In real life situation, self-concept and self-esteem can be destroyed or developed well. It is indispensable to believe in oneself, and concentrate less on the comparisons other people make about you. Receiving rewards and praise in life may change inner self-concept, while inaccurate comments on your behaviors and oneself, reduces the level of self-esteem.
Compare and contrast for self-efficacy and self-fulfilling prophecy
Certainly, self-efficacy is the degree to which individual’s belief about her or his capacity and ability to achieve a goal, and accomplish the challenges of life. In most cases, it is essential to treating mental disorder and phobia. Without personal confidence, individuals cannot perform to their full potential. In organizational behavior, it is believed that confidence can help an individual with lesser ability to outdo others with higher ability (Schermerhorn, 27-9). Some of the sources of self-efficacy include social modeling, mastery experiences, psychological response, and social persuasion. It plays a tremendous role in how tasks, challenges, and goals are approached.
On the other hand, self-fulfillment prophecy is a unique and dynamic process. It entails, negative and positive expectation on events, people, and circumstances that usually affect the behavior of individual, which result to fulfillment of the expected goals (Schermerhorn, 85). For example, during the employment period, an employer who expects employees to work and act in a certain manner will treat them in a way that will draw out the precise response expected (Zerbe, Hartel, & Ashkanasy, 72-5).
There exist similarities between self-efficacy and self-fulfillment prophecy. Perhaps, the two concepts are driven by expectations. Self-efficacy entails expectations about ones capacity to achieve a certain goal. On the other hand, the action of individuals is driven by the expectations to work. Probably, expectations determine whether a certain behavior and attempts will be achieved.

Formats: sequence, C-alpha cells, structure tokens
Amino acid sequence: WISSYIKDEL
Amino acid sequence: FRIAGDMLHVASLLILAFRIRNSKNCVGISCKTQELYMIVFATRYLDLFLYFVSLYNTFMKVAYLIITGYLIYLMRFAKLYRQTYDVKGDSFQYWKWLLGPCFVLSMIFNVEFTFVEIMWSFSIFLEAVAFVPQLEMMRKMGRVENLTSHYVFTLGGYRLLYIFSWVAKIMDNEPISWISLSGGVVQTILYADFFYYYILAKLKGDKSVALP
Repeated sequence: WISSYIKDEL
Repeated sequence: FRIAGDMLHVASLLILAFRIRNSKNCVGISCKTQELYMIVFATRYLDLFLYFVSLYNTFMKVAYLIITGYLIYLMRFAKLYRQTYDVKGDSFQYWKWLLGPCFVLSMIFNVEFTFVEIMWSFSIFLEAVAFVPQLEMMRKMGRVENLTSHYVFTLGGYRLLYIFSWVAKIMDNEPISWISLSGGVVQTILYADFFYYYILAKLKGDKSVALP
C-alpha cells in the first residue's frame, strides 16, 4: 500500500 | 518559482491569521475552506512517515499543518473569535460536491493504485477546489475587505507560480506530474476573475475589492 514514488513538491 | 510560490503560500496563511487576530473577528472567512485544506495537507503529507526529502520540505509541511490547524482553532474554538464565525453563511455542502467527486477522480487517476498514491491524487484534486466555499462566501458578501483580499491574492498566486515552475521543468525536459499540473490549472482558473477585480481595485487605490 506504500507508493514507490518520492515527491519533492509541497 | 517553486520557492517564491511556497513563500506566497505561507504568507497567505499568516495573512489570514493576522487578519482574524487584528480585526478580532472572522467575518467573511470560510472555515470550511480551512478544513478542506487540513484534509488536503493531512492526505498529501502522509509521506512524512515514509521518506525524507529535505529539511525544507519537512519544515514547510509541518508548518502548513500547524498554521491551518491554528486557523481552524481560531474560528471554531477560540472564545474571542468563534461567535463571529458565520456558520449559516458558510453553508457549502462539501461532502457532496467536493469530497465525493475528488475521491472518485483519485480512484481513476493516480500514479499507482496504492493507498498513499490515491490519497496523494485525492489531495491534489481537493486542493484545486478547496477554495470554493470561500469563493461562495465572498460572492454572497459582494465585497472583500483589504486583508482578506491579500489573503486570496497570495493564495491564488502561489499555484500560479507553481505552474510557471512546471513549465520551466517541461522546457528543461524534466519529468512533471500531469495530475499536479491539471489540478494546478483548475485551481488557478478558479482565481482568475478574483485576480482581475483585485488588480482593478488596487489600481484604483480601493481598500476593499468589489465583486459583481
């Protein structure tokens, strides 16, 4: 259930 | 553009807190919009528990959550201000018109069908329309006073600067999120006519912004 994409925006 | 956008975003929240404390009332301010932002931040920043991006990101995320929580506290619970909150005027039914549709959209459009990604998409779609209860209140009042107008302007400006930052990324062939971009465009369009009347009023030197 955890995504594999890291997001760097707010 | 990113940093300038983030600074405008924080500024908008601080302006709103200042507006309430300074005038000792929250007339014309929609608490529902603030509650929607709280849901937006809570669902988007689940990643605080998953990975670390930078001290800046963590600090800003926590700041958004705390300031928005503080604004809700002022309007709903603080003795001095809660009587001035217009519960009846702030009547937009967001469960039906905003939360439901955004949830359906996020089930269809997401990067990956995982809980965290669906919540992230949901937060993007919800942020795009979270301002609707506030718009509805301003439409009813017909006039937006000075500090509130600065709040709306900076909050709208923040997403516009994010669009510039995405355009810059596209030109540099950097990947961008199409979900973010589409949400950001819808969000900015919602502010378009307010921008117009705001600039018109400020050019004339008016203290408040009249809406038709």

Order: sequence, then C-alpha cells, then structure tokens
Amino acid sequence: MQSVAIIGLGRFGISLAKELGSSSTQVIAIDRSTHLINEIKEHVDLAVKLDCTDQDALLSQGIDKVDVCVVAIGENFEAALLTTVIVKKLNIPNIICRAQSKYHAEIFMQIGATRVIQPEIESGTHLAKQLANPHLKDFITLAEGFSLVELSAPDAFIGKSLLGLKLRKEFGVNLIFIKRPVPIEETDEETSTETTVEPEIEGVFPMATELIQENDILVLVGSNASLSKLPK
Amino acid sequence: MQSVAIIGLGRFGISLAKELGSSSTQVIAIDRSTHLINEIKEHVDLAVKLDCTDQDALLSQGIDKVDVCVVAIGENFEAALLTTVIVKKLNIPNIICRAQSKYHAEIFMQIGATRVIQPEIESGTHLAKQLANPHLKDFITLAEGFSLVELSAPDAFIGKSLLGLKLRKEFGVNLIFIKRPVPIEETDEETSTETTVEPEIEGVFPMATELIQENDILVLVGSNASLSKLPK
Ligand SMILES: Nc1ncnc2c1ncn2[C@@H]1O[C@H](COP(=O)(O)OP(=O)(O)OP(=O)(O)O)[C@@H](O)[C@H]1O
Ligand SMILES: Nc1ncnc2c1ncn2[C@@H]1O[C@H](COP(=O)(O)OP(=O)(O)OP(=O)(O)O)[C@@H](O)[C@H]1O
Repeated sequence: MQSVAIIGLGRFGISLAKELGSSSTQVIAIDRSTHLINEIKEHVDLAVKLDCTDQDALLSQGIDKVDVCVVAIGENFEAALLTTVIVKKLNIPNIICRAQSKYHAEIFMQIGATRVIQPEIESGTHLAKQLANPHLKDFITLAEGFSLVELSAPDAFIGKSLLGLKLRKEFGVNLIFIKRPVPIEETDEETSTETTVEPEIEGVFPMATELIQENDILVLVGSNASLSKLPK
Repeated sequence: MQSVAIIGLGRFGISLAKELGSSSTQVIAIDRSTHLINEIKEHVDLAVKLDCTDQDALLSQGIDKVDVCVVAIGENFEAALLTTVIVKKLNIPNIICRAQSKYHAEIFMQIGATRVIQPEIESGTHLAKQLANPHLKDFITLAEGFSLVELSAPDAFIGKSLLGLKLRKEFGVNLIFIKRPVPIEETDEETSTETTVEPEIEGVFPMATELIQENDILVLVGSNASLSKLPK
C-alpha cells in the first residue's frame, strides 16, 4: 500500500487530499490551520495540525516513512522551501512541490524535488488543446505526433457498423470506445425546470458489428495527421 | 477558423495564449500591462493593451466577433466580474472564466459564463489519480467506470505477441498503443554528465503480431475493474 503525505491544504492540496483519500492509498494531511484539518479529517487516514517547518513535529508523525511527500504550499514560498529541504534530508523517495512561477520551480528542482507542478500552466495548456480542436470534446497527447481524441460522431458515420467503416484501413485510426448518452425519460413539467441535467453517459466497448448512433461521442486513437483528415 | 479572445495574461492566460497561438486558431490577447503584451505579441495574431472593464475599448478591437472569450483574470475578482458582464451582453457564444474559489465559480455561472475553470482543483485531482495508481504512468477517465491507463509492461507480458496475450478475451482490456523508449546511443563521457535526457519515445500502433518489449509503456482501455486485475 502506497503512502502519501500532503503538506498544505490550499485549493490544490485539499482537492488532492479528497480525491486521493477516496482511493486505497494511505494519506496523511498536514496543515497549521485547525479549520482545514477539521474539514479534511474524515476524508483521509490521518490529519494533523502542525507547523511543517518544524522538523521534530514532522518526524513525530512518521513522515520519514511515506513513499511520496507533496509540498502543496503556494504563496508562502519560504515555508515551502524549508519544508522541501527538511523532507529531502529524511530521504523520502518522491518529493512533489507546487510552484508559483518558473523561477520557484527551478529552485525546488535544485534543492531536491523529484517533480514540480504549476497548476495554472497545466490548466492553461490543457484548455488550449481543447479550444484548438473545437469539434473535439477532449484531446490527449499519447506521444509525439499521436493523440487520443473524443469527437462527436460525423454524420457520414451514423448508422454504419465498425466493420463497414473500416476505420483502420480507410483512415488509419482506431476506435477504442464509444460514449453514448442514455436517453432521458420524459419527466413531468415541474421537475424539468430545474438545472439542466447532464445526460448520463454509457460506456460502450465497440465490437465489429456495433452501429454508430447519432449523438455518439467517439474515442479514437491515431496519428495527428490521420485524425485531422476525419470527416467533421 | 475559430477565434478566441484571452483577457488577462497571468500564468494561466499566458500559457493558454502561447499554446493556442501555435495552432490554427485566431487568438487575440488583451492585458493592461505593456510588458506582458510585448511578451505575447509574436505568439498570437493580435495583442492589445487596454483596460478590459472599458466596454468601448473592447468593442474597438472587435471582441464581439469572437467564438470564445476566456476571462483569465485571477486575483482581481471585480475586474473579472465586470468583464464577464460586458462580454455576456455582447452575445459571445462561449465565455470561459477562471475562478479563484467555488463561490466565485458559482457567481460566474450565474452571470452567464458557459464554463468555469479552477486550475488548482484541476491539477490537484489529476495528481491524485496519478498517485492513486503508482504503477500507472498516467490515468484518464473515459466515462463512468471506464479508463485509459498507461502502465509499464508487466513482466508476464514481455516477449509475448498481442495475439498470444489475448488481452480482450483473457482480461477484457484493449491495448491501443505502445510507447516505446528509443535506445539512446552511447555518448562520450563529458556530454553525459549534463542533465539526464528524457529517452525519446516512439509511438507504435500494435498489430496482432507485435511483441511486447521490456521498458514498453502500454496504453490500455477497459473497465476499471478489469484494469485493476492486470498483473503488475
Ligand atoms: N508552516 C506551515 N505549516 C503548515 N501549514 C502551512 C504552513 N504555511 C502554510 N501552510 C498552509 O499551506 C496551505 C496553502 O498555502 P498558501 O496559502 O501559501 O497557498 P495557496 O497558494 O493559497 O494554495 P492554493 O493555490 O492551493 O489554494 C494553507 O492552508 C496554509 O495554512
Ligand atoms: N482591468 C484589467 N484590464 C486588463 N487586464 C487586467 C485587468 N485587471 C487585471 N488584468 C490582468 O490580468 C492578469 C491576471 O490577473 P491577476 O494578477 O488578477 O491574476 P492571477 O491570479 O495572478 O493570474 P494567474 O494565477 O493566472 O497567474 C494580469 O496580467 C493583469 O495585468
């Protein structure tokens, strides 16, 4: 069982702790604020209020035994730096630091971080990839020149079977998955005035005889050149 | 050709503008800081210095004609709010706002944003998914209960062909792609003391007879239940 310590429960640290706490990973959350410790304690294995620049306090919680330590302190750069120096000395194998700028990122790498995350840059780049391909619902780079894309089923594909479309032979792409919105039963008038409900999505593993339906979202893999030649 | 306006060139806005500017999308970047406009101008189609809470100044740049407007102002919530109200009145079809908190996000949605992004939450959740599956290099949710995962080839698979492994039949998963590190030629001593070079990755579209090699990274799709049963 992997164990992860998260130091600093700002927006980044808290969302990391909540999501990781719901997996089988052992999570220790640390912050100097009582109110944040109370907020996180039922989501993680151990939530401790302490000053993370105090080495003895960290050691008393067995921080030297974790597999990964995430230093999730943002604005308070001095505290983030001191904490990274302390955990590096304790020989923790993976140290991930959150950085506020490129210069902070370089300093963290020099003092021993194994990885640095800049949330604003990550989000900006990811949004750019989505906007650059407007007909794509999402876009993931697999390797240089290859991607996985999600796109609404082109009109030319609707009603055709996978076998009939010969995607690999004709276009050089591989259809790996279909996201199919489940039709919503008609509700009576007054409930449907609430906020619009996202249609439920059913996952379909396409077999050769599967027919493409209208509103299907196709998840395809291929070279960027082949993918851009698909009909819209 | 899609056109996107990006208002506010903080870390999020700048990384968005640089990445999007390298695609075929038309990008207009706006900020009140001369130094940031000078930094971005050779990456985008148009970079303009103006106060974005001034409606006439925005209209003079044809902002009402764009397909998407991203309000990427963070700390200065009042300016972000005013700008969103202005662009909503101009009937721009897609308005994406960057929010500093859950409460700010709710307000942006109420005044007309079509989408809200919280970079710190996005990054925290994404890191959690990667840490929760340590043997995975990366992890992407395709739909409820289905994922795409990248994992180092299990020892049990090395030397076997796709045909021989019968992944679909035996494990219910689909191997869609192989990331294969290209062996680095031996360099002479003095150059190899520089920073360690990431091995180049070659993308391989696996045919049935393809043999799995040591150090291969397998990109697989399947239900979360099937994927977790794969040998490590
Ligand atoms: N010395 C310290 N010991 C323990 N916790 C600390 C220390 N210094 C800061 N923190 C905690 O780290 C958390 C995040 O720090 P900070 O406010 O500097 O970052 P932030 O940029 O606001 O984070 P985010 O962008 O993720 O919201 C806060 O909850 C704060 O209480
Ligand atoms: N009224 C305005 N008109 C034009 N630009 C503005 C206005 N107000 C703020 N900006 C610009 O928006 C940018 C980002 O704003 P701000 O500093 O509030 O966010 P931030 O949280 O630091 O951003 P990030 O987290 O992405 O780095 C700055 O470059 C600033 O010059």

On self-fulfillment prophecy, the changes and reactions are driven by another person who in one way or another is holding a false belief, and treating the other s as if the belief is true. The individual, who the false belief is held, must behave in a way unswerving with the false conviction. Self-efficacy begins with one self believing on own ability in achieving goals. What drives individuals to achieve their indented goals is their own belief (Rumbles, Rayner, Ress, & Ray, 212-18).
Self-fulfilling prophecies often work well with groups. In this perspective, it implies that the power of two people is stronger and better than that of an individual. It is mostly common is situations where there are more people; for example family, schools and workplace. Self-efficacy operates well on an individual base, which is ones perception to reaching the ultimate goal.
Mills, A. Helms, M. Bratton, J & Forshaw, C. Organizational Behavior in a Global Context.
California: California Press.
Rumbles, S. Rayner, C. Ress, G. & Ray, F. Organizational Behavior. New York: John Wiley &
Schermerhorn, J. Organizational Behavior. London: Wiley.2011.
Zerbe, J. Hartel, C & Ashkanasy, N. Emotions in Workplace, Research, Theory, and Practice.
London: Greenwood. 2000.